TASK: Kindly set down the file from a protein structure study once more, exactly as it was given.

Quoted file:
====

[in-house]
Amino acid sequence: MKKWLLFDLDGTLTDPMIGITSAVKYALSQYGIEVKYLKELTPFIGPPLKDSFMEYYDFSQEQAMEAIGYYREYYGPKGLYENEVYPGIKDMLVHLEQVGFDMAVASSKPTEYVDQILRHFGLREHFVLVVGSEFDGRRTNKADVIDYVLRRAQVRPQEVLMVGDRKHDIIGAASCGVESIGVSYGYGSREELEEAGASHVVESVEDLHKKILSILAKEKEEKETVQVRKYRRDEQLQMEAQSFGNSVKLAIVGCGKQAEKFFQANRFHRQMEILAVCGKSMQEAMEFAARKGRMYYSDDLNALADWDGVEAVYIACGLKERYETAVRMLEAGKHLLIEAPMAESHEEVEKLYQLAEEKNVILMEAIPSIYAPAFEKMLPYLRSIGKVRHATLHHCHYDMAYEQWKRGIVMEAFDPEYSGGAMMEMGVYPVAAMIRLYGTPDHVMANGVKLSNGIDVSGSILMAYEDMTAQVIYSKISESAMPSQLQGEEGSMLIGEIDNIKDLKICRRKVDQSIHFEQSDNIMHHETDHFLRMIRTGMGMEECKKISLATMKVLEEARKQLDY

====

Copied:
[in-house]
Amino acid sequence: MKKWLLFDLDGTLTDPMIGITSAVKYALSQYGIEVKYLKELTPFIGPPLKDSFMEYYDFSQEQAMEAIGYYREYYGPKGLYENEVYPGIKDMLVHLEQVGFDMAVASSKPTEYVDQILRHFGLREHFVLVVGSEFDGRRTNKADVIDYVLRRAQVRPQEVLMVGDRKHDIIGAASCGVESIGVSYGYGSREELEEAGASHVVESVEDLHKKILSILAKEKEEKETVQVRKYRRDEQLQMEAQSFGNSVKLAIVGCGKQAEKFFQANRFHRQMEILAVCGKSMQEAMEFAARKGRMYYSDDLNALADWDGVEAVYIACGLKERYETAVRMLEAGKHLLIEAPMAESHEEVEKLYQLAEEKNVILMEAIPSIYAPAFEKMLPYLRSIGKVRHATLHHCHYDMAYEQWKRGIVMEAFDPEYSGGAMMEMGVYPVAAMIRLYGTPDHVMANGVKLSNGIDVSGSILMAYEDMTAQVIYSKISESAMPSQLQGEEGSMLIGEIDNIKDLKICRRKVDQSIHFEQSDNIMHHETDHFLRMIRTGMGMEECKKISLATMKVLEEARKQLDY